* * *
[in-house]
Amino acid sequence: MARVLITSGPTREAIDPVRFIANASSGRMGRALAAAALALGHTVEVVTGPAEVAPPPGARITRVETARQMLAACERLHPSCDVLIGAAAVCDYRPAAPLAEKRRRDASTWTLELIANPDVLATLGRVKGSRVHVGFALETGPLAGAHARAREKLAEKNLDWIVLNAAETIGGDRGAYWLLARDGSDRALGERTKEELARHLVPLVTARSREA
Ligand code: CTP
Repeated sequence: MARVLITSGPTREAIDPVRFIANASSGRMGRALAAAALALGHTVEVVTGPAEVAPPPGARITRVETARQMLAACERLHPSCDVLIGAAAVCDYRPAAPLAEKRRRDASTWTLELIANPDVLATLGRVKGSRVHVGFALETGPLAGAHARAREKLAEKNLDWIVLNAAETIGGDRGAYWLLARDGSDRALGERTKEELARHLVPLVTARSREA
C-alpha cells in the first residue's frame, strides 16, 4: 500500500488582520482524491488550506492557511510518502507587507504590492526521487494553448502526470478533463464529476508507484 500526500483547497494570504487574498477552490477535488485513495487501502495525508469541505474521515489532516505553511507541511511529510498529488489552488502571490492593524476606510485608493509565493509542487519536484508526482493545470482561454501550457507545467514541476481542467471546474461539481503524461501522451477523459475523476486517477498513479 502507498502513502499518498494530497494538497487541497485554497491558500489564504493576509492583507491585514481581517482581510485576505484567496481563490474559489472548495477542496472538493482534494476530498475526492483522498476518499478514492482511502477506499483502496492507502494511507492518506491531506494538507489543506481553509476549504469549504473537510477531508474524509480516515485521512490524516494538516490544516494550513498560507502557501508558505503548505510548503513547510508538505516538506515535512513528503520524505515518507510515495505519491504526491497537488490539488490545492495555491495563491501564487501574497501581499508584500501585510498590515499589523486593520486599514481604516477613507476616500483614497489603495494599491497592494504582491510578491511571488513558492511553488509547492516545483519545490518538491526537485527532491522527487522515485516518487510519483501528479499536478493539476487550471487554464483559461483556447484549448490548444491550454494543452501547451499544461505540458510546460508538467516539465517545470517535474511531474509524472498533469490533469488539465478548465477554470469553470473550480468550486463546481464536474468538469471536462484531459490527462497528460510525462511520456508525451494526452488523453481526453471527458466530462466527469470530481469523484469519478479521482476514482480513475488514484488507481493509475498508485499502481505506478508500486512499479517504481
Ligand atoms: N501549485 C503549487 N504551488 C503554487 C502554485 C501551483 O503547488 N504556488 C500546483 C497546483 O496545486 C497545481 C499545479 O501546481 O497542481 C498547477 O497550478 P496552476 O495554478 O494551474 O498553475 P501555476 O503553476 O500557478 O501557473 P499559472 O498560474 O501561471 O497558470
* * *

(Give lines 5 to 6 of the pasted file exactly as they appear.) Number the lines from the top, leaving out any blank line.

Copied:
C-alpha cells in the first residue's frame, strides 16, 4: 500500500488582520482524491488550506492557511510518502507587507504590492526521487494553448502526470478533463464529476508507484 500526500483547497494570504487574498477552490477535488485513495487501502495525508469541505474521515489532516505553511507541511511529510498529488489552488502571490492593524476606510485608493509565493509542487519536484508526482493545470482561454501550457507545467514541476481542467471546474461539481503524461501522451477523459475523476486517477498513479 502507498502513502499518498494530497494538497487541497485554497491558500489564504493576509492583507491585514481581517482581510485576505484567496481563490474559489472548495477542496472538493482534494476530498475526492483522498476518499478514492482511502477506499483502496492507502494511507492518506491531506494538507489543506481553509476549504469549504473537510477531508474524509480516515485521512490524516494538516490544516494550513498560507502557501508558505503548505510548503513547510508538505516538506515535512513528503520524505515518507510515495505519491504526491497537488490539488490545492495555491495563491501564487501574497501581499508584500501585510498590515499589523486593520486599514481604516477613507476616500483614497489603495494599491497592494504582491510578491511571488513558492511553488509547492516545483519545490518538491526537485527532491522527487522515485516518487510519483501528479499536478493539476487550471487554464483559461483556447484549448490548444491550454494543452501547451499544461505540458510546460508538467516539465517545470517535474511531474509524472498533469490533469488539465478548465477554470469553470473550480468550486463546481464536474468538469471536462484531459490527462497528460510525462511520456508525451494526452488523453481526453471527458466530462466527469470530481469523484469519478479521482476514482480513475488514484488507481493509475498508485499502481505506478508500486512499479517504481
Ligand atoms: N501549485 C503549487 N504551488 C503554487 C502554485 C501551483 O503547488 N504556488 C500546483 C497546483 O496545486 C497545481 C499545479 O501546481 O497542481 C498547477 O497550478 P496552476 O495554478 O494551474 O498553475 P501555476 O503553476 O500557478 O501557473 P499559472 O498560474 O501561471 O497558470